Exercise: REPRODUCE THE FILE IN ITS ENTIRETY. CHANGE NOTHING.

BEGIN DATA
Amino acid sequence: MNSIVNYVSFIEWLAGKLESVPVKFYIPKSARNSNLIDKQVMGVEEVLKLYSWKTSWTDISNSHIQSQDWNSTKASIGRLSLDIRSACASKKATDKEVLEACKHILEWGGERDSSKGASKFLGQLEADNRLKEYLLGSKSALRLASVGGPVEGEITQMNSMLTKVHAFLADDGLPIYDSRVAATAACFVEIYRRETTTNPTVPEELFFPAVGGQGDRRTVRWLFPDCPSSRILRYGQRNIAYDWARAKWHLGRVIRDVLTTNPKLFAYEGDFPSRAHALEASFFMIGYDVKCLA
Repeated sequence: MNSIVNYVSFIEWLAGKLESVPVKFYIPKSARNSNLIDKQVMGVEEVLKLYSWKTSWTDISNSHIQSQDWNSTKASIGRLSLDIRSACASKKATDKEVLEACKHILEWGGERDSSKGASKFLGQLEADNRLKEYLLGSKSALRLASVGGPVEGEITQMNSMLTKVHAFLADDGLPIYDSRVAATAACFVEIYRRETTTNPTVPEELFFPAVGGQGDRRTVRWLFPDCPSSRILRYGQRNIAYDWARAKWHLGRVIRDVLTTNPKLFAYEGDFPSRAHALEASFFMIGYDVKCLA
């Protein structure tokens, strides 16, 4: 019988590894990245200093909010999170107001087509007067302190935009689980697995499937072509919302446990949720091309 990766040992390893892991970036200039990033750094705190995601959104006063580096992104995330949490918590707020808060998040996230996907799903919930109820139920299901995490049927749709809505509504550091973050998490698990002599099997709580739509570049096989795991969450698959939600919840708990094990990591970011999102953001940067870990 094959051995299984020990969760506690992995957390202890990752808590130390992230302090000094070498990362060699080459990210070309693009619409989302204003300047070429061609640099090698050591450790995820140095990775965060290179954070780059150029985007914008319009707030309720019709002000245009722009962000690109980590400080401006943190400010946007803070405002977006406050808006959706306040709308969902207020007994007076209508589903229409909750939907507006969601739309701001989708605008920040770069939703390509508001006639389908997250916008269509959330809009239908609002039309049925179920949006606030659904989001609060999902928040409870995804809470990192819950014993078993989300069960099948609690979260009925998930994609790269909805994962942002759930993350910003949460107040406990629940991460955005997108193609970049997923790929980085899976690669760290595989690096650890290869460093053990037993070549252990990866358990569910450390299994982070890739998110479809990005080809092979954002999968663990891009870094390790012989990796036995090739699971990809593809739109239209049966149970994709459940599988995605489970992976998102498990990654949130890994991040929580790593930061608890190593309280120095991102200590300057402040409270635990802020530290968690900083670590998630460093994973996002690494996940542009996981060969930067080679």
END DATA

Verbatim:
Amino acid sequence: MNSIVNYVSFIEWLAGKLESVPVKFYIPKSARNSNLIDKQVMGVEEVLKLYSWKTSWTDISNSHIQSQDWNSTKASIGRLSLDIRSACASKKATDKEVLEACKHILEWGGERDSSKGASKFLGQLEADNRLKEYLLGSKSALRLASVGGPVEGEITQMNSMLTKVHAFLADDGLPIYDSRVAATAACFVEIYRRETTTNPTVPEELFFPAVGGQGDRRTVRWLFPDCPSSRILRYGQRNIAYDWARAKWHLGRVIRDVLTTNPKLFAYEGDFPSRAHALEASFFMIGYDVKCLA
Repeated sequence: MNSIVNYVSFIEWLAGKLESVPVKFYIPKSARNSNLIDKQVMGVEEVLKLYSWKTSWTDISNSHIQSQDWNSTKASIGRLSLDIRSACASKKATDKEVLEACKHILEWGGERDSSKGASKFLGQLEADNRLKEYLLGSKSALRLASVGGPVEGEITQMNSMLTKVHAFLADDGLPIYDSRVAATAACFVEIYRRETTTNPTVPEELFFPAVGGQGDRRTVRWLFPDCPSSRILRYGQRNIAYDWARAKWHLGRVIRDVLTTNPKLFAYEGDFPSRAHALEASFFMIGYDVKCLA
């Protein structure tokens, strides 16, 4: 019988590894990245200093909010999170107001087509007067302190935009689980697995499937072509919302446990949720091309 990766040992390893892991970036200039990033750094705190995601959104006063580096992104995330949490918590707020808060998040996230996907799903919930109820139920299901995490049927749709809505509504550091973050998490698990002599099997709580739509570049096989795991969450698959939600919840708990094990990591970011999102953001940067870990 094959051995299984020990969760506690992995957390202890990752808590130390992230302090000094070498990362060699080459990210070309693009619409989302204003300047070429061609640099090698050591450790995820140095990775965060290179954070780059150029985007914008319009707030309720019709002000245009722009962000690109980590400080401006943190400010946007803070405002977006406050808006959706306040709308969902207020007994007076209508589903229409909750939907507006969601739309701001989708605008920040770069939703390509508001006639389908997250916008269509959330809009239908609002039309049925179920949006606030659904989001609060999902928040409870995804809470990192819950014993078993989300069960099948609690979260009925998930994609790269909805994962942002759930993350910003949460107040406990629940991460955005997108193609970049997923790929980085899976690669760290595989690096650890290869460093053990037993070549252990990866358990569910450390299994982070890739998110479809990005080809092979954002999968663990891009870094390790012989990796036995090739699971990809593809739109239209049966149970994709459940599988995605489970992976998102498990990654949130890994991040929580790593930061608890190593309280120095991102200590300057402040409270635990802020530290968690900083670590998630460093994973996002690494996940542009996981060969930067080679």